Am I going to die? My hands and feet tingle sharply as I peer over the edge of the roof to the ground 20 metres below. A man resembling my mechanic back in Saigon straps me into ill-fitting safety gear, the only foreigner-sized set available. He attaches me to the abseiling rope and gives rapid instructions in Vietnamese that I don’t completely understand. I worry the rope won’t hold my weight, but there is only one way to find out.
Before my leap of faith, the cameraman zooms in on my strained face, “Super so,” I utter under my breath, “Super scared.”
Mimi squints and strains her neck to see me at the top of My Dinh Stadium during the opening challenge on this first day of The Amazing Race Vietnam. I jump, she screams, and the rope holds. Exhilarated, I enjoy the panoramic view of Hanoi during my slow descent, the only peaceful moment I will have on this day.
The rest of the afternoon we battle the viscous Hanoi heat on a high-speed scavenger hunt around the Old Quarter. The stress of running around the narrow, shop-lined streets makes us both tired and irritable. With a goofy smile, I attempt to lift spirits with our pre-arranged codeword “watermelon”, a reminder to smile for the camera.
Mimi doesn't smile. “C’mon, watermelon!” I urge again. She doesn’t respond, but the exhausted, semi-crazed, Samuel L Jackson-esque look in her eye dares me, “Say watermelon one more time and…”
Get Ready, Set, Go
Two weeks earlier, Mimi, a K-pop loving, bubble-tea drinking, university senior, had never heard of The Amazing Race. “There are 10 teams of two. Every episode is a leg of the race filmed in a different location around Vietnam where we will complete challenges and search for clues to get to the finish line.”
I explained in my best Vietnamese.
“The team who comes in last each leg gets eliminated. The winner at the end gets VND300 million.”
Going into the race, I knew Mimi wasn’t an athlete, but I didn’t think she would end up in the emergency room on day one. We had just finished the scavenger hunt and were sprinting to the finish line when Mimi collapsed with 20 metres to go. As I gallantly carried her the rest of the way, I wondered what music they would play when they showed this on TV.
When she is unable to stand up on the finishing mat, we are rushed to the hospital. She remains unconscious for two long hours while she is given fluids intravenously. Later that night, after further examination and x-rays, the doctors release her with a clean bill of health, just a little heat stroke. At this point I am worried for Mimi’s health and want to quit the race, but Mimi is adamant we continue. In the end, we decide to race on, but after that something changes in both of us. Winning is no longer a priority.
Keep On, Keeping On
The second leg is harder than the first, but we make it a point to take frequent breaks. When we have to carry a bucket of water up the steep face of Song Da, Southeast Asia’s largest dam, we stop to breathe in the view of the lake below. While hiking up the Hoa Binh Mountains in search of the ‘Jungle of haunted rock tombs’, we laugh so hard the crisp air stings our nostrils. Even when I have to shovel pungent manure as part of a farming challenge, I joke with the colourfully dressed Muong farmer lady.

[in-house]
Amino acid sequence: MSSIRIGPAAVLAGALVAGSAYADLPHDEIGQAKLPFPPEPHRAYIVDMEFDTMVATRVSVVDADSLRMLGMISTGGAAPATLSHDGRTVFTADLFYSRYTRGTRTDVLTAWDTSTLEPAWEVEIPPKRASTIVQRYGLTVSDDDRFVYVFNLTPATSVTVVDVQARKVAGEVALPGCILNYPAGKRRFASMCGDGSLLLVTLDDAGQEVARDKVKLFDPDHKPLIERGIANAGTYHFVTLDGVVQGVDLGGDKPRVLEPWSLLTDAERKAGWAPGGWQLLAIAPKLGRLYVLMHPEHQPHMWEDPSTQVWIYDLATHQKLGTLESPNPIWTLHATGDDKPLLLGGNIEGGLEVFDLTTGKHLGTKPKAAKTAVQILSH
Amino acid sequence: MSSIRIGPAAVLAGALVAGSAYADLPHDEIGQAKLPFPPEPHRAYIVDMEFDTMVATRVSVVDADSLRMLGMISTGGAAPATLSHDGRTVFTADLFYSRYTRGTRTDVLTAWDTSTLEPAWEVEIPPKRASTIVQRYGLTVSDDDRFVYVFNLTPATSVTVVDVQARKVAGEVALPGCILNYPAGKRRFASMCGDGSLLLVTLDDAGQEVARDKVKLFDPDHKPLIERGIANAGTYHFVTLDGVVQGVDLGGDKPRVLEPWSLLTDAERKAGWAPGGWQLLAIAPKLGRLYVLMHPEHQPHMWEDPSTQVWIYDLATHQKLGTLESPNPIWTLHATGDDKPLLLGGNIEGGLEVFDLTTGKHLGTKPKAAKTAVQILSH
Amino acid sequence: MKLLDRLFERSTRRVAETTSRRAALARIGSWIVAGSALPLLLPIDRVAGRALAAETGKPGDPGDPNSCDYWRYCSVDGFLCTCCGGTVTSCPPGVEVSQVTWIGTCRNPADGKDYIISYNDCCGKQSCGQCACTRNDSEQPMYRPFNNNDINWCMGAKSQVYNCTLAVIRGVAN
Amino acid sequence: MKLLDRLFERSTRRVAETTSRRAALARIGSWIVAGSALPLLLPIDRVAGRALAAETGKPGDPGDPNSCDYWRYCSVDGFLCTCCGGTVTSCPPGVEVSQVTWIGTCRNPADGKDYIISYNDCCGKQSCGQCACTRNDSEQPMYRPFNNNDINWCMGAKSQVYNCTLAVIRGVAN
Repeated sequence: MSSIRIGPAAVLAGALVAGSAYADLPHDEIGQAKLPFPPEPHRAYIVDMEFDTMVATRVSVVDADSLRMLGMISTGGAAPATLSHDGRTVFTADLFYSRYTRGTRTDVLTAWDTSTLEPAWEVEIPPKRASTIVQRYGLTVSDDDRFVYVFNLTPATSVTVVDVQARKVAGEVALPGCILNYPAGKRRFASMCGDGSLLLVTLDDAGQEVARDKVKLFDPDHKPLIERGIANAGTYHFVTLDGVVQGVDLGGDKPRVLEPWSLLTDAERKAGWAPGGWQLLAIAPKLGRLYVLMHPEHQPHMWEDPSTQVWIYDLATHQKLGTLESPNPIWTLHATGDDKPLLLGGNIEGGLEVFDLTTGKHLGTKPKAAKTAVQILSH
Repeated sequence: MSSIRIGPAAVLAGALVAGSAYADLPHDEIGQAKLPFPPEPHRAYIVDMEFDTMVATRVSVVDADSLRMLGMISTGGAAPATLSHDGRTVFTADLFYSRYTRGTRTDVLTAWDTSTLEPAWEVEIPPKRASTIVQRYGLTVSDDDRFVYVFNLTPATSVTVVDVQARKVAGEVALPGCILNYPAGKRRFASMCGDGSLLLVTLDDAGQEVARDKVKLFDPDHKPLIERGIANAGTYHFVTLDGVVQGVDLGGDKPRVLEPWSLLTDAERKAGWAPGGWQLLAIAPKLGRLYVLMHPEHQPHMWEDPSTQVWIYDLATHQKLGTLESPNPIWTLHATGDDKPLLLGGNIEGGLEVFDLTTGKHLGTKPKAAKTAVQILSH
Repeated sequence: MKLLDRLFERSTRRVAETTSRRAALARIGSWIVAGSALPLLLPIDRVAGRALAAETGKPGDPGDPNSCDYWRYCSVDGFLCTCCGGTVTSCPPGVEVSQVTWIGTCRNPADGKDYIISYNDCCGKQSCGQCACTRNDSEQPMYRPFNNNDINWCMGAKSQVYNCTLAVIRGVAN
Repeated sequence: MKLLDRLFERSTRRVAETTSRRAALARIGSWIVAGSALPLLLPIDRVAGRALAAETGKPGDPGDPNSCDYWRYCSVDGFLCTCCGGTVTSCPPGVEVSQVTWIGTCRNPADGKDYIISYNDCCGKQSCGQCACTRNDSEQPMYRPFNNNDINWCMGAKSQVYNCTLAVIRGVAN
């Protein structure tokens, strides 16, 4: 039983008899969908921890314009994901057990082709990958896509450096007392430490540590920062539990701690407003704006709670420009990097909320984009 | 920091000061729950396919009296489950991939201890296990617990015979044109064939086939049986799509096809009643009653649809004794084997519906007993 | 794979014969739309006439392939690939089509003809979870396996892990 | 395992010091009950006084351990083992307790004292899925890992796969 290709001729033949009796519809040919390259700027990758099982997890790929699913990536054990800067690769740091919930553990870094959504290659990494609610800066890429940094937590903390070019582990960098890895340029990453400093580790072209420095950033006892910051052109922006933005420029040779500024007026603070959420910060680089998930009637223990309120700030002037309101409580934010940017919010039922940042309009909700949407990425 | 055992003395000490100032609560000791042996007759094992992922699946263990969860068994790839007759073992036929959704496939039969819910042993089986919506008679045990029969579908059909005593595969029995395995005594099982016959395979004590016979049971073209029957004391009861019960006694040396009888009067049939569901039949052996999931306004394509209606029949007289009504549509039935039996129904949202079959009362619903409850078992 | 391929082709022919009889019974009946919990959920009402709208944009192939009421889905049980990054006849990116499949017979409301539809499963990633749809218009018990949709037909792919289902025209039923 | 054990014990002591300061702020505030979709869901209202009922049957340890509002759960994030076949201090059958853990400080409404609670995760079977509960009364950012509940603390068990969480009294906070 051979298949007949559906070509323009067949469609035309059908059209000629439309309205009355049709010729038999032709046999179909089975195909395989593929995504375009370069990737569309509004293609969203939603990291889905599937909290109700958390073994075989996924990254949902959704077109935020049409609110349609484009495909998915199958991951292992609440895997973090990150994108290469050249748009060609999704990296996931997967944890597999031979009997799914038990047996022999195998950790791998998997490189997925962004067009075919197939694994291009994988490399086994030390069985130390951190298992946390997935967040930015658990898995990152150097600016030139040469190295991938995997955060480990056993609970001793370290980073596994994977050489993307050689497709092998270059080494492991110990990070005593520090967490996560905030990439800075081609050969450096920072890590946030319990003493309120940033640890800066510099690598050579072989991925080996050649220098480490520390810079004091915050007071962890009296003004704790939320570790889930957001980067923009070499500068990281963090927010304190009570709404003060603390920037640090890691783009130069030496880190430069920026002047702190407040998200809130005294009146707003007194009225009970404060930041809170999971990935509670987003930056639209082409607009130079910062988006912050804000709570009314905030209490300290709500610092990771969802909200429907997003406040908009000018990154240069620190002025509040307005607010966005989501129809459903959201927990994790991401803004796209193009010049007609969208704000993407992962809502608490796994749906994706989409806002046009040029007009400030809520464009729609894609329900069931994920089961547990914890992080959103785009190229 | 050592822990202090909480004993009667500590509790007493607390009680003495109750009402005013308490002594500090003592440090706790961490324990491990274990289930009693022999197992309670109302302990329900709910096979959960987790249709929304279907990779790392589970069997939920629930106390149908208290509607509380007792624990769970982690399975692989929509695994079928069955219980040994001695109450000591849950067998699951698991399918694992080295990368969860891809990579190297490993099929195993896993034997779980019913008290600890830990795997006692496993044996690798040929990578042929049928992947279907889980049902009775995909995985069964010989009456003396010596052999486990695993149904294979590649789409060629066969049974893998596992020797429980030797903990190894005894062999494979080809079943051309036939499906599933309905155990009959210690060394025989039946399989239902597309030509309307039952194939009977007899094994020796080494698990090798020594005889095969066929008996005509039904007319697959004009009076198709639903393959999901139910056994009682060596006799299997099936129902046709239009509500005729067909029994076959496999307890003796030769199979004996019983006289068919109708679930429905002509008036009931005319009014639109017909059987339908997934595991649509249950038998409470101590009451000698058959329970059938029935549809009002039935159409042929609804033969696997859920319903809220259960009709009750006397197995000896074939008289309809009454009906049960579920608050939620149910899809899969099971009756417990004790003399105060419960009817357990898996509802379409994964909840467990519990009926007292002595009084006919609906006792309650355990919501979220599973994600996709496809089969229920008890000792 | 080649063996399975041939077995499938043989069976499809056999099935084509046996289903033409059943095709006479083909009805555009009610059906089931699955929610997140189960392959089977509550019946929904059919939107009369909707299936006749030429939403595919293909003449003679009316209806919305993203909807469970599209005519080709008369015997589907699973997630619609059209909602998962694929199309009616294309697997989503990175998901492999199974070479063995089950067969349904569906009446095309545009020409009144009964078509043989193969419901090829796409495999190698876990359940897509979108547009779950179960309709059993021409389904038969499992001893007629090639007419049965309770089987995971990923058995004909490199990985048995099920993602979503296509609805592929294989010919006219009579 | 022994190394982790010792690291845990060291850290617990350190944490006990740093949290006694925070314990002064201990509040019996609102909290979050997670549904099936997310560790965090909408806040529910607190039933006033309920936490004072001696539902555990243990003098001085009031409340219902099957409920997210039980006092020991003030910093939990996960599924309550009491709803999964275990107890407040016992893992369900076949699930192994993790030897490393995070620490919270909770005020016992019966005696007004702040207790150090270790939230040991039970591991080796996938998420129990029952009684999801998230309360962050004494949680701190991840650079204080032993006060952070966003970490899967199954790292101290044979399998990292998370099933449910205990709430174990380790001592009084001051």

At the beginning of the third leg, I am blindfolded and ushered into a fenced area where I must catch a goat. Covered in mud, I hold out my arms like a milk chocolate zombie following cues from Mimi.
“JUMP!” Mimi shrieks.
I fly through the air and successfully catch the leg of Binh, a girl from another team, which causes the normally quiet production crew to burst into laughter. After a few more attempts, I am successful, and we receive instructions to find a boat at nearby Hoa Lu Lake. Rowing the boat across the lake was a struggle, but we finally reach the other side. We then climb the 214 steps to the top of Unicorn Mountain where we meet the world’s cutest child monk who asks us, “How many steps did you just climb?”
Unlike the American version, teams on the The Amazing Race Vietnam tend not to collaborate or make alliances. As we leave the lake I see another team, Heo and Bun, and tell them about the 214 steps. After this episode aired, one internet comment read, “Richie was caught cheating on TV.”
At the Finish Line
The fourth leg begins with a leisurely bicycle ride through a valley of rice paddies and water buffaloes. An hour later, green fields give way to dusty, mountain slopes. The sun burns away clouds and goes to work on my exposed skin. Over the next four hours, I try various tactics to push Mimi up hilly roads that never end. As the sun sets, we reach the entrance to Cuc Phuong National Park, which is guarded by thousands of friendly, white butterflies who chase me down the tree-lined road like a school of dolphins playing in the wake of a dive boat.
After cycling the 57 kilometres, I spend the final hour of my 15 minutes of fame spelunking the Cave of Prehistoric Man, conquering the maze in the Firefly forest, and giving a farewell kiss to a sleepy python. When host Dustin Nguyen tells us we’ve come in last place and are eliminated from the race, I have mixed emotions. Mostly, I am proud that we pushed through to the end without giving up. If we had gone home after the first leg, there’s no doubt I would have been disappointed. But we went on to enjoy three more exciting adventures, saw some beautiful parts of Vietnam, and made friends along the way. We gave our best and lost fair and square. I can’t imagine a more amazing experience.
For more info, visit www.cuocduakythu.vtv.vn/Home/Index.aspx
To view clips from the show, go to YouTube and type in The Amazing Race Vietnam.